What do you get if you cross two ex teachers, a love of real ale and a room full of hops to choose from? The result is no joke, just a range of 11 distinctive single hop beers (all sampled personally) which are consistently good as well as bitters, milds and stouts.
West Yorkshire is experiencing a boom in new breweries, specialist beer shops and real ale pubs, from Halifax to Leeds and Ilkley to Huddersfield, such venues are opening on a regular basis and doing good trade. In the past 5 years, new breweries have appeared all over the area and longer term fixtures on the brewing map are going from strength to strength. One of the younger upstarts is Mallinsons at only 4 years old.
Mallinsons Brewery is ran by Tara Mallinsons and Elaine Yendall. One night at the Star Inn in Huddersfield, an idea formed, as do many ideas (good and bad) over a beer. Tara had already gained some experience of brewing with John Eastwood at the Elland brewery of the same name. With the shared love of real ale and the day job becoming stressful at times, the simple question was asked, why not make a living creating something we love.
From inception in 2003, it took five years to start the brewery. Initially only Tara was onboard full time, with Elaine combining the business with her existing teaching career, but in 2010 the trade finally allowed her to finally quit teaching to help run the business on a dedicated basis. The plant, located in an old factory unit in Lindley now produces 4 different beers, 70 casks and 600 bottles a week with a wide distribution area over the north of England. Both owners share the brewing responsibilities, with Tara concentrating on cask sales, Elaine on selling the bottled output. Three pubs currently have a permanent Mallinsons tap in Huddersfield, numbers they hope to increase.
The philosophy behind the operation is simple, like most brewers, it is to brew beer that you would like to drink yourself, but the real driving force behind what is brewed is hops. It is a very good time to be brewing single hop beers with new plants and variations being developed all over the world for the increasing market. However with a single hop beer the quality of the plant is king, a bad batch will ruin 5.5 barrels of beer, not something you can write off easily, with the same net results for a hop which doesn’t work solo. To avoid this new hops are added to an experimental multiple hop beer for aroma, the results from the successful candidate plants are then fed into a single hop recipe.
The thinking behind this obsession is that a good brewer should be able to produce really good single hop beers. One of the reasons that they concentrated on the blended hop beers when starting out was that when they finally produced their first, it had to be good. As in all breweries, some beers just don’t work out and recipes are never used, others need a refinement of the recipe before they are of the quality to be released. Their Amarillo is a case in point, the beer that now leaves the brewery being a very different beast to the original first brew.
As you would expect from a pair of hop heads, their favourite beer is pale and very hoppy, with Tara favouring the Centennial hop for its “sherbet lemon freshness”, while Elaine goes for the Citra plant for the aroma and distinctive taste as well as the fact that is one of the hops which doesn’t crumble when handled, very much a brewers point of view. The public seem to agree with Elaine as their “Citra” is the breweries best selling and most awarded beer.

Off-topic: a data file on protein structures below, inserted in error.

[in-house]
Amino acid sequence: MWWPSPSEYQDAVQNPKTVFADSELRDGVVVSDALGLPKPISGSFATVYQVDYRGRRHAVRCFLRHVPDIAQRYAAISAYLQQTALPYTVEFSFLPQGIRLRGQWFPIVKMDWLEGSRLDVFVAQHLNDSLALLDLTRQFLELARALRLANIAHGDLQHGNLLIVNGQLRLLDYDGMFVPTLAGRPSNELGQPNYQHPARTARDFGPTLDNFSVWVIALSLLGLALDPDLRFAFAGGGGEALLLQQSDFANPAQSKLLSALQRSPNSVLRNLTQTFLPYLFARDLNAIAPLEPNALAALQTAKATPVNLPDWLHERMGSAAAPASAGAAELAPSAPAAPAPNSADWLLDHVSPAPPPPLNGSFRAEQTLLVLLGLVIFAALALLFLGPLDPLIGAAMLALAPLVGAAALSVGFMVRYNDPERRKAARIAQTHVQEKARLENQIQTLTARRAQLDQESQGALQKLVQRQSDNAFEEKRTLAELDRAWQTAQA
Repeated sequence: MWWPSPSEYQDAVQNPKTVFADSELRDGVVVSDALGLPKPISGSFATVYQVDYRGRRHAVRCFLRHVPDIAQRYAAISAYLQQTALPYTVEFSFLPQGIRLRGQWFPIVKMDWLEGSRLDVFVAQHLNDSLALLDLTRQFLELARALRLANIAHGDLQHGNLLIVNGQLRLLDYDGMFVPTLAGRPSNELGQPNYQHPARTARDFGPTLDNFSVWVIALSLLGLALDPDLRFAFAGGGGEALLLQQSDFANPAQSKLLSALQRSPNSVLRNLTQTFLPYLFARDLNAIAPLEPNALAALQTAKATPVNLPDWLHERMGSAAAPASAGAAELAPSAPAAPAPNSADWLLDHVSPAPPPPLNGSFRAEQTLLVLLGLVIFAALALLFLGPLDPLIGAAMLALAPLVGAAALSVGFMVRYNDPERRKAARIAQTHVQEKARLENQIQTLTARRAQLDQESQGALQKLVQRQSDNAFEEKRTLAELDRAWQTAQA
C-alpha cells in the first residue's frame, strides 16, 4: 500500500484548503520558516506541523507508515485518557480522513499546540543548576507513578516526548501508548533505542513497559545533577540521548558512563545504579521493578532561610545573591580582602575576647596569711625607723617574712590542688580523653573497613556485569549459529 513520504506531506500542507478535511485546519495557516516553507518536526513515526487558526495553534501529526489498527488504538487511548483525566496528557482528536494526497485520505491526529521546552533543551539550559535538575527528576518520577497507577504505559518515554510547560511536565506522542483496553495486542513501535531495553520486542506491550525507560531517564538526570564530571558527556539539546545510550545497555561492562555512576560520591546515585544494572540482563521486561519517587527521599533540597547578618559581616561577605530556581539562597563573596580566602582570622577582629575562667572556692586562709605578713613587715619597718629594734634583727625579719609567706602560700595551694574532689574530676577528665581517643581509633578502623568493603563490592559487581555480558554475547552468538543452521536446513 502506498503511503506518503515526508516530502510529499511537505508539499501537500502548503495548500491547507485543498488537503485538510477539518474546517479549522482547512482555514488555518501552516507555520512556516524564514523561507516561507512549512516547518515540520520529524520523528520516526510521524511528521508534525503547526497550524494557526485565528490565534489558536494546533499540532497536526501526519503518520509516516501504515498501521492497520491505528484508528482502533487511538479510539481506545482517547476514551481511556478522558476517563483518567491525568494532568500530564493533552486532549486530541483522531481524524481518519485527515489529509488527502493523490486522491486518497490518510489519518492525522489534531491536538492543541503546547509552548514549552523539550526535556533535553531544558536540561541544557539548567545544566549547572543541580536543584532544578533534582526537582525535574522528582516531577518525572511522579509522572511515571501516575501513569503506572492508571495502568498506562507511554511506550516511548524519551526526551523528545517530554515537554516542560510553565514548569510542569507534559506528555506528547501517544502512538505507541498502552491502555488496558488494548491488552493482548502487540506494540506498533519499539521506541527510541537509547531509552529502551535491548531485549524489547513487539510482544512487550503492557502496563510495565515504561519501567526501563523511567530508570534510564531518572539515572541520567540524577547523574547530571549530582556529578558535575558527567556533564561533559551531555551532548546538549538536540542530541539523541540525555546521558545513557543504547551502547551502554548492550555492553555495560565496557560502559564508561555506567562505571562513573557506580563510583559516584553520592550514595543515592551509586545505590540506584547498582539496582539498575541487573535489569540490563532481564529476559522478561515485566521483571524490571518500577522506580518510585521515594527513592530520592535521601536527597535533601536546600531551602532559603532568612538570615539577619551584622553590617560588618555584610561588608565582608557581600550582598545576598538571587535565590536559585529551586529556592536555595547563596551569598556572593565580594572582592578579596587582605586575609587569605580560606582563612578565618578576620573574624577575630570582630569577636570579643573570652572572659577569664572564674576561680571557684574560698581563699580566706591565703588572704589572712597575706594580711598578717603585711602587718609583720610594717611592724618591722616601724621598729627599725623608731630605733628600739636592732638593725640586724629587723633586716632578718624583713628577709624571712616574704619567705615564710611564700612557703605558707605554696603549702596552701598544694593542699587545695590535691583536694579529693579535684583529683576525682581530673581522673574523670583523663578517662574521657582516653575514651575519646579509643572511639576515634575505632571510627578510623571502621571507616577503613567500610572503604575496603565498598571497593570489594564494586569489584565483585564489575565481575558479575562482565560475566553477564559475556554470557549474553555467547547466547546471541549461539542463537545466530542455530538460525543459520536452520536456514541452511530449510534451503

A lot of the new hop varieties are coming from the new world of New Zealand, Australia and America. As pointed out on the Craft Beer Special from The Food Programme on Radio 4 a few weeks ago, like the wines from the region, the hops are generally fruity, bolder than the European varieties and can drive the flavour a single hop beer demands. Tara and Elaine plan to try as many as they can get imported. The last experiment to go to production, Galaxy was a success commercially, with the next hop to hit the experimental vat being Topaz from Australia, which if successful will be released later in the year.
The future for the company involves moving to larger premises, scaling up the same brewing plant (by Dave Porter) to a larger capacity from the original building, to keep the same production style. Bottling will still be done in-house (by an old pub friend), keeping complete control of the process from ingredients being delivered to the cask leaving the building. The philosophy of the company will not change, the two women will continue to brew what they want to, with plans to develop a dark hoppy IPA and more stronger beers. With one new beer being created once a week, it’ll be interesting to see what comes out from this ex car repair garage which has been converted to a nobler cause.
Looking locally to the brewery, Huddersfield and the surrounding towns are forging a reputation for high quality micro breweries, enough to justify a front page lead in the Huddersfield Examiner in early April. They join the local alumni of Empire Brewing, their very close neighbours Magic Rock, Summer Wine at Honley and the Riverhead Brewery Tap at Marsden. A group of brewers that has made the narrow strip between the M62 and the Peak District a hotbed for real ale drinkers. This is without mentioning a couple of brewpubs and smaller breweries like Golcar in the area. Huddersfield itself is becoming a destination for real ale with pubs like The Grove, The Sportsman and The Head of Steam forging a reputation. New specialist beer shops are opening with the arrival of HDM Beer Shop. This is a situation which can only be a winning one for the companies lining up to supply the market and with many willing customers in the area plus visitors, one which will benefit all involved.